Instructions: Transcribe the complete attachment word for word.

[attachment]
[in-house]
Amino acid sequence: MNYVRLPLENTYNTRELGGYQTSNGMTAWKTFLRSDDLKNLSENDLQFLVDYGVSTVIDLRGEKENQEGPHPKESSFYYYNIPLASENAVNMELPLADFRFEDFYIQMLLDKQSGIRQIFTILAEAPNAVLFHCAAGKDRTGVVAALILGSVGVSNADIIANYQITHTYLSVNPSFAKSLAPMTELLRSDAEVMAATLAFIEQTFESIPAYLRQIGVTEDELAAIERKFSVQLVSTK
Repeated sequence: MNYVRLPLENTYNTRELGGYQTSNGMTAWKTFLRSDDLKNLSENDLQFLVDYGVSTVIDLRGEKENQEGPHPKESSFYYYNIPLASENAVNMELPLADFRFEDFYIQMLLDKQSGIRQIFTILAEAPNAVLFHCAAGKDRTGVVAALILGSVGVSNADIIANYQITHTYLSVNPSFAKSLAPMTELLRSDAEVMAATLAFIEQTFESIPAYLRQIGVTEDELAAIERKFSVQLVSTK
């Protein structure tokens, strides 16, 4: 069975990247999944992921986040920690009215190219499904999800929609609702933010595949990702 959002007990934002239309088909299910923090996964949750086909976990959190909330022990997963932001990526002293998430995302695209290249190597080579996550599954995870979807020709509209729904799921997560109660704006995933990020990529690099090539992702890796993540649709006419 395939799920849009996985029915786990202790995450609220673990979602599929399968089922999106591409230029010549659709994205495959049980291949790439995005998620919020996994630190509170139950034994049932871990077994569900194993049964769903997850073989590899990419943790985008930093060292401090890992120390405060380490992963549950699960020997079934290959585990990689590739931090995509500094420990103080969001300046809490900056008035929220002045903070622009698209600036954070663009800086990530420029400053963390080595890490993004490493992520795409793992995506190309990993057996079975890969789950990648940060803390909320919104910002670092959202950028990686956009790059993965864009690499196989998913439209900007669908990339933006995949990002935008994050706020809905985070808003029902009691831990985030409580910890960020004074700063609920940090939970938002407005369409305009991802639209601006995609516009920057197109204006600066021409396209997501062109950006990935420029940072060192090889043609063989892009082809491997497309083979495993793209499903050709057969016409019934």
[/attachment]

[in-house]
Amino acid sequence: MNYVRLPLENTYNTRELGGYQTSNGMTAWKTFLRSDDLKNLSENDLQFLVDYGVSTVIDLRGEKENQEGPHPKESSFYYYNIPLASENAVNMELPLADFRFEDFYIQMLLDKQSGIRQIFTILAEAPNAVLFHCAAGKDRTGVVAALILGSVGVSNADIIANYQITHTYLSVNPSFAKSLAPMTELLRSDAEVMAATLAFIEQTFESIPAYLRQIGVTEDELAAIERKFSVQLVSTK
Repeated sequence: MNYVRLPLENTYNTRELGGYQTSNGMTAWKTFLRSDDLKNLSENDLQFLVDYGVSTVIDLRGEKENQEGPHPKESSFYYYNIPLASENAVNMELPLADFRFEDFYIQMLLDKQSGIRQIFTILAEAPNAVLFHCAAGKDRTGVVAALILGSVGVSNADIIANYQITHTYLSVNPSFAKSLAPMTELLRSDAEVMAATLAFIEQTFESIPAYLRQIGVTEDELAAIERKFSVQLVSTK
């Protein structure tokens, strides 16, 4: 069975990247999944992921986040920690009215190219499904999800929609609702933010595949990702 959002007990934002239309088909299910923090996964949750086909976990959190909330022990997963932001990526002293998430995302695209290249190597080579996550599954995870979807020709509209729904799921997560109660704006995933990020990529690099090539992702890796993540649709006419 395939799920849009996985029915786990202790995450609220673990979602599929399968089922999106591409230029010549659709994205495959049980291949790439995005998620919020996994630190509170139950034994049932871990077994569900194993049964769903997850073989590899990419943790985008930093060292401090890992120390405060380490992963549950699960020997079934290959585990990689590739931090995509500094420990103080969001300046809490900056008035929220002045903070622009698209600036954070663009800086990530420029400053963390080595890490993004490493992520795409793992995506190309990993057996079975890969789950990648940060803390909320919104910002670092959202950028990686956009790059993965864009690499196989998913439209900007669908990339933006995949990002935008994050706020809905985070808003029902009691831990985030409580910890960020004074700063609920940090939970938002407005369409305009991802639209601006995609516009920057197109204006600066021409396209997501062109950006990935420029940072060192090889043609063989892009082809491997497309083979495993793209499903050709057969016409019934």